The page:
The one thing I needed was the internet to prove I did not fake anything,
but they would not allow it as they thought I had access to some James Bond technology that would get them killed. On the final day, they allowed access to my phone with the supervision of course.
It took 2 minutes to prove our innocence and the General said to me “It appears some very compelling evidence will set you free today, I cannot say the same for your fixer, however”.
The night of our release the General asked us to chew Khat with him. We chewed the local narcotic until 3 am talking about religion, politics, and even the General telling us about his private life. It masked the monster he was only hours before and showed us he was a man doing his job.
The General told us one last thing before we were set free. “You all now know what hell is, even though you have escaped, I want you to always remember the hell you were in and why you got out.” The General was executed months later but his words have stuck with us until this very day, so much so that Chelsea had the words “remember hell” tattooed in Arabic on her back so she would never forget our time in Yemen.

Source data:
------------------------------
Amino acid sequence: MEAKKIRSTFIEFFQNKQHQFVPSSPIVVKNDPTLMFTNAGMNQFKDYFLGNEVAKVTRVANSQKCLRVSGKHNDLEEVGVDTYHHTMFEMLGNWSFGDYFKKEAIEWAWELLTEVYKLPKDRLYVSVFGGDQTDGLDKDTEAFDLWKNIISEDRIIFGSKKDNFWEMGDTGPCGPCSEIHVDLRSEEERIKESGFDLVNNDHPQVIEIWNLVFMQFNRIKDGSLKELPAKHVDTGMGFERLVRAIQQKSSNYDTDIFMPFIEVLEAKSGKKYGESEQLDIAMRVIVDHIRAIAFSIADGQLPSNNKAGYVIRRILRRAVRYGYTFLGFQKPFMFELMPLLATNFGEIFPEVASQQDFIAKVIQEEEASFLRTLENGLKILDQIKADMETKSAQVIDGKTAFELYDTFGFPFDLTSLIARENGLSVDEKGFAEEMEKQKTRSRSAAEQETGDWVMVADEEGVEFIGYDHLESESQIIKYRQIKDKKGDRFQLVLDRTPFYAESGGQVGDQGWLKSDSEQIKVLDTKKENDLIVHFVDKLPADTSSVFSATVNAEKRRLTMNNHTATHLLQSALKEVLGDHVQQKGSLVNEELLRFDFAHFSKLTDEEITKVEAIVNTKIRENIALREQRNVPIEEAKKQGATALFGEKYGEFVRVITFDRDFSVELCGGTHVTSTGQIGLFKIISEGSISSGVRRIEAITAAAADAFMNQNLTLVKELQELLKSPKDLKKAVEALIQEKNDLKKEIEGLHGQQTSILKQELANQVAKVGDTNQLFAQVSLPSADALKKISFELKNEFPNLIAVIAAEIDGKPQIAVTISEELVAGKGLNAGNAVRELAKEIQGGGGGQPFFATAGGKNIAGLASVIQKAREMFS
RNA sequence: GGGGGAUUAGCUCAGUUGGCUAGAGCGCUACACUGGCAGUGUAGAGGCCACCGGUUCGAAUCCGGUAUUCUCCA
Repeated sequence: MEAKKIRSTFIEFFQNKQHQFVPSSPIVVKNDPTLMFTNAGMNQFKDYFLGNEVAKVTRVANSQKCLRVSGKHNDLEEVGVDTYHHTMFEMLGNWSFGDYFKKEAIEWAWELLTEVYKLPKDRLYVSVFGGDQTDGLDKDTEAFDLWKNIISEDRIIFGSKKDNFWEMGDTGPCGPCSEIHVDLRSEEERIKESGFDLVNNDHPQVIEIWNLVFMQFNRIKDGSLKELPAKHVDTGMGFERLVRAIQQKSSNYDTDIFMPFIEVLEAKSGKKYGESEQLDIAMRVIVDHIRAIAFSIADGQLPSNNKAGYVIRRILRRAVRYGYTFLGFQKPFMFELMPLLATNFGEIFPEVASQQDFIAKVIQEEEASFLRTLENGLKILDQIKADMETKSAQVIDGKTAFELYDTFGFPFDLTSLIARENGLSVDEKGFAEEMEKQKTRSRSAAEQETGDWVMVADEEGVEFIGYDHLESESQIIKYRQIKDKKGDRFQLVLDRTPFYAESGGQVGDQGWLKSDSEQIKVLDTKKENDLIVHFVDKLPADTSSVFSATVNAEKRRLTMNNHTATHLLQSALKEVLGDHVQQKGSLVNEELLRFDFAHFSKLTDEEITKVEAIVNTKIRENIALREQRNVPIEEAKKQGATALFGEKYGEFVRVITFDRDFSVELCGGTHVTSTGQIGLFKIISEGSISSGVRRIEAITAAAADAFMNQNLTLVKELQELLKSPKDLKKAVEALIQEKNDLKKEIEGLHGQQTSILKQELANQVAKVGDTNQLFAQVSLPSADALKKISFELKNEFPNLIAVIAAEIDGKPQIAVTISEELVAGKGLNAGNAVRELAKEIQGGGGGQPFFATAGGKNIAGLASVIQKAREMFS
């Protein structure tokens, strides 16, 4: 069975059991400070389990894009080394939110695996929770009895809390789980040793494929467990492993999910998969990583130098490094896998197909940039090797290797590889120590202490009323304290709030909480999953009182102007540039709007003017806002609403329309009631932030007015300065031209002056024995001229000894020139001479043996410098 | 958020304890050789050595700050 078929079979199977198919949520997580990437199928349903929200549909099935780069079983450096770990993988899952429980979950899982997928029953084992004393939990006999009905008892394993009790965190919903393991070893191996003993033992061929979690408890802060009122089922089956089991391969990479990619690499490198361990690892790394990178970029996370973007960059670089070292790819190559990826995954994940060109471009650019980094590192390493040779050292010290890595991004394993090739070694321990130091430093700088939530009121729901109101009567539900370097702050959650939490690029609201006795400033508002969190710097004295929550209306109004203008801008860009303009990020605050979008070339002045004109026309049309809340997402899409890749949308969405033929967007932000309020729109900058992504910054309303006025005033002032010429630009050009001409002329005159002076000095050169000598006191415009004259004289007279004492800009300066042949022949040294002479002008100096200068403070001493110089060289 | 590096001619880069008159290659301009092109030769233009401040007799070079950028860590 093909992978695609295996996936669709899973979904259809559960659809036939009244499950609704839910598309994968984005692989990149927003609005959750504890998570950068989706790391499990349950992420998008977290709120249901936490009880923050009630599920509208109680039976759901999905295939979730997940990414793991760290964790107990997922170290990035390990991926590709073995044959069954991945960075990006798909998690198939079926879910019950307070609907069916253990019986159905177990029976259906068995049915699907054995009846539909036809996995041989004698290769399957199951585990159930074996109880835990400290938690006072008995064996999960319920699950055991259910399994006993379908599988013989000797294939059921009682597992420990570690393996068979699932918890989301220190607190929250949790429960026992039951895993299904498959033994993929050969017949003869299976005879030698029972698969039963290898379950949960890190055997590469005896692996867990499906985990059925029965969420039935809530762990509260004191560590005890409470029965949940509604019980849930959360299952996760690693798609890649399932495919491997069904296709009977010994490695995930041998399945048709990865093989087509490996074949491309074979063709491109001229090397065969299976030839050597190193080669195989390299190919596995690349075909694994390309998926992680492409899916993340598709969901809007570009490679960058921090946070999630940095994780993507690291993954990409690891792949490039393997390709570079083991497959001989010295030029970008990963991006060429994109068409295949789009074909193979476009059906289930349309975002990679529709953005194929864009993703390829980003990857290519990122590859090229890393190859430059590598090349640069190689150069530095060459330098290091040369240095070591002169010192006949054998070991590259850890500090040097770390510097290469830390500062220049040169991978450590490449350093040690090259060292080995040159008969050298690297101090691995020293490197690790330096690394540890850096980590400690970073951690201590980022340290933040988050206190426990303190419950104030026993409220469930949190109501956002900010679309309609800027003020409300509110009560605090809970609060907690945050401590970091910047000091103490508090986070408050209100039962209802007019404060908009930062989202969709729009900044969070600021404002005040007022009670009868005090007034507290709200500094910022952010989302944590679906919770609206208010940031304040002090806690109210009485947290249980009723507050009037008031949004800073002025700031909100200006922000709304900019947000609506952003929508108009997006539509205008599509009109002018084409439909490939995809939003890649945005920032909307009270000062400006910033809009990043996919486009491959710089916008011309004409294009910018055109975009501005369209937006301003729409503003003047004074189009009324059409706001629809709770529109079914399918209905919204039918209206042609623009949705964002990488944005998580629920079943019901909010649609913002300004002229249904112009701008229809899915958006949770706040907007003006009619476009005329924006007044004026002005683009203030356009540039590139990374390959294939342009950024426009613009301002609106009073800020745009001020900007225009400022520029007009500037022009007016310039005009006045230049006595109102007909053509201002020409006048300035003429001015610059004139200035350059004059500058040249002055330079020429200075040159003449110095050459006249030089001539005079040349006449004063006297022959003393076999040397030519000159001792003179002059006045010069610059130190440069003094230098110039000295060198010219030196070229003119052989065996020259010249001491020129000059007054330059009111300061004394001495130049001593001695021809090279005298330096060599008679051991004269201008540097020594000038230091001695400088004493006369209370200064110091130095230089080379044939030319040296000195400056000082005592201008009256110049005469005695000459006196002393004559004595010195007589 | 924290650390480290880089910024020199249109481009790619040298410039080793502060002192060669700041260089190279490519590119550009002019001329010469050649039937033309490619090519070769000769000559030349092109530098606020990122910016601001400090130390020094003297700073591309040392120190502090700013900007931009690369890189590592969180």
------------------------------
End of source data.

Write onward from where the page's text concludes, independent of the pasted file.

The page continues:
In the morning we were introduced to Ahmed who became single handily our closest Yemeni friend. Ahmed worked as a tour guide before the civil war and was commissioned to us to guide us through Houthi territory only until the tourism authority of Yemen could find us a safe exit from the country.
The Haraz Mountains
The villages that cling to the Haraz mountains are all within Houthi territory and feeling like a child in a candy shop I now had access to the entirety of it. Ahmed with his reliable 4×4 was to take us into this Arabian wonderland the next day with zero restrictions! I think this adrenaline masked the horror we had just been through.
Before we left, we met with the tourism authority of Yemen, who was arranging us a flight from the Southern city of Aden to Egypt. We had many conversations about the future of Yemen and what the plan of tourism would be that night.
Over the next few days, we drove high into the mountains of Haraz. We stayed in the most amazing villages learning about the cultures that reside there. These mountain tops medieval villages seem to have never even seen the war and truly brought us back in time.